Although there is currently no legislation specifically regulating nutritional therapists, the profession is working towards introducing statutory regulation at some point in the future (although there is currently no timetable in place for this) and many therapists already choose to register with the Complementary and Natural Healthcare Council (CNHC) to demonstrate their professional competence. Nutritional therapists must not refer to themselves as 'dietitians' as this is a protected title.
Members of one of the nutritional therapy associations, such as the British Association of Nutritional Therapists, must comply with a code of ethics and conduct.
Some of the key areas where legislation is likely to affect your business are listed below.
What licences does a nutritional therapist need?
At the moment there are no licensing requirements that relate specifically to nutritional therapy practices and the title of 'nutritional therapist' isn't protected by law. The profession is moving towards being more tightly regulated with many nutritional therapists now choosing to register with the Complementary and Natural Healthcare Council (CNHC). (All member of the British Association for Applied Nutrition & Nutritional Therapy (BANT), for example, are registered with the CNHC.) However, it will be some years before it is a legal requirement to obtain a licence before practising, if it happens at all.
Your local authority may require you to obtain a 'special treatments' licence from them. Contact your local authority to find out the position in your area.
If you keep computerised patient records or operate a CCTV system in your practice, you may be required to register with the Information Commissioner's Office (ICO). From May 2018 the General Data Protection Regulation has introduced additional protection for personal data. Visit the ICO website for more information.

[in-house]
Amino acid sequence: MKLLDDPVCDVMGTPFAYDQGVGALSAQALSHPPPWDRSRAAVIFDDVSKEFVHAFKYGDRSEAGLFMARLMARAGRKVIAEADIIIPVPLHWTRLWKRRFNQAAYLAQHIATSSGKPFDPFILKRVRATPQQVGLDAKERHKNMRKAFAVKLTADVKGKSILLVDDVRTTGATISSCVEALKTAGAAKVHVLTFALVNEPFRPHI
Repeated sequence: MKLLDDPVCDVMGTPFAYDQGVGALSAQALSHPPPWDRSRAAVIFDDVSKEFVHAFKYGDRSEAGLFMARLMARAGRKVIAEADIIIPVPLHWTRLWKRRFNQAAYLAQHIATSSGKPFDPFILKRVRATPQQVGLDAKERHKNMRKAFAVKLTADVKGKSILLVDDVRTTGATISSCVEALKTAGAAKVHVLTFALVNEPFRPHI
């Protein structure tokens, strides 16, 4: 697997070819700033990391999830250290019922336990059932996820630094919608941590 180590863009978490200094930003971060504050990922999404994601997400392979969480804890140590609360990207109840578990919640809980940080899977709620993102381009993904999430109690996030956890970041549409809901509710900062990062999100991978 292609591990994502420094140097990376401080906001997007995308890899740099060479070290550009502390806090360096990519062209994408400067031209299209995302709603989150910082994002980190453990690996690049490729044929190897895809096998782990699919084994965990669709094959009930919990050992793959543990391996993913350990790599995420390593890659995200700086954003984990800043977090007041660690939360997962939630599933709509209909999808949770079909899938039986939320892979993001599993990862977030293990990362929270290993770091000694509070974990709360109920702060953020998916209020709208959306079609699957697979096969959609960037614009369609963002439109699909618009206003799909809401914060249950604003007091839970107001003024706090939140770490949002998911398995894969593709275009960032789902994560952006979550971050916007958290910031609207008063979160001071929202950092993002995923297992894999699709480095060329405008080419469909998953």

Selling food supplements
If you choose to sell supplements as part of your business, you may have to register with your local authority environmental health department.
If you sell nutritional products, including supplements, you may be affected by the requirements of an EU regulation on nutritional and health claims on labels. The purpose is to protect the public from false or misleading claims. In England the Department of Health (DH) is responsible for regulating food supplements. You can see guidance on selling food supplements on the Gov.uk website. You can find similar information for Scotland and Northern Ireland on the Food Standards Agency website. Details of food supplement legislation in Wales is available on the Welsh Government website.
Health & Safety, fire
Anyone employing staff must comply with employment legislation. Important areas of legislation include recruitment, employment contracts, pay, working hours, holidays, employment policies, sickness, maternity, paternity, discrimination, discipline, grievances, dismissals, redundancies and employment tribunals.
Insurance for a nutritional therapist
Contact an insurer or insurance broker and explain exactly how your business will operate - they will then explain what insurance cover you must have by law, and other cover you should consider. This might include:
- professional indemnity
- practice rooms, equipment and stock
- business interruption
- employer's liability
- public liability
- product liability
- motor insurance (for business vehicles)
The British Association for Applied Nutrition and Nutritional Therapy (BANT) has negotiated discounted insurance packages with an approved supplier and also recommends a range of other insurance companies to members. To be registered with the Complementary & Natural Healthcare Council (CNHC) and to be listed in the BANT directory, you must have professional indemnity insurance. You can find out more from the BANT and the CNHC websites.
When comparing insurance quotes, uncover the differences between policies by using an insurance comparison form.